This post is linked with Tom’s Tuesday’s Treasures.


  1. Great history and I too had forgotten the razor blade disposal.

  2. The Blue Ridge Parkway runs through one of nature's treasures, I'd love to return again. Thanks joining in this week and please return real soon.

  3. Beautiful country and great informative post ~ thanks!

    Wishing you a happy week ~ ^_^

  4. That razor blade disposal is quite the blast from the past!!!!!

  5. That is a very interesting area. Thanks for the info also.
    Love your observations about the newly weds on my blog. LOL!

  6. What beautiful scenery! That razor blade slot reminds me of the many old medicine cabinets that were built right into the bathroom walls and if you ever did a remodel of those bathrooms, you'd find a wall full of razor blades! :-)

  7. Another place for me to go exploring.

    (I have one of those razor blade slots in the back of my medicine cabinet)

  8. I was going to comment on the very same thing that Cranberry Morning had said. Upon removing the original medicine cabinet for a make-over in our first home I found all these old rusty razor blades. At the time I thought someone in the past was a slob but eventually learned it was a common practice back then. Has Buddy ever hiked down to the crash site? That is something I would want to see for sure.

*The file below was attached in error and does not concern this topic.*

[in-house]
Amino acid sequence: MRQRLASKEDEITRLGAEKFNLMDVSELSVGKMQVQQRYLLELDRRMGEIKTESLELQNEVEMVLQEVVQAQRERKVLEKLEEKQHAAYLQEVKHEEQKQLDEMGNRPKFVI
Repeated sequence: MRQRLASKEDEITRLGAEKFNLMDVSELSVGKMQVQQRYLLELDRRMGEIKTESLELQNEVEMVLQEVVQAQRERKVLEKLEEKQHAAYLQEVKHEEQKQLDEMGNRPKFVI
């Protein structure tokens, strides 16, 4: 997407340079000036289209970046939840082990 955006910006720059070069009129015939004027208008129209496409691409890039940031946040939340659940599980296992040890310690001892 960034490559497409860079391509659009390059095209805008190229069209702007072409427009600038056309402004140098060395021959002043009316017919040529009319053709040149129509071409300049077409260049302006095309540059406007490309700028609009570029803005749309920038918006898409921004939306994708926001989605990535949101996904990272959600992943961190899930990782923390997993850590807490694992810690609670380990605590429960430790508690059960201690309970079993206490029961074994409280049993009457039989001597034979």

9. I never knew about the zazor blade disposal, that was interesting. The BRP is a beautiful area.

  10. What a beautiful place...I would love to see it for myself.

  11. Hello Genie
    A beautiful place, thanks for sharing.
    I wish you a nice day.

  12. I never saw or kept in mind such a razor blade and the scenery of the BRP is a real treasure every time.

  13. i love the hike to johnson farm, it's so pretty! we haven't stayed in the lodge...maybe one day!

  14. I had forgotten about the razor blade disposal slots -- I do remember seeing them in motel rooms even after we were married (probably old rattletrap motels, all we could afford to stay in).

  15. Lovely place, and I love the details.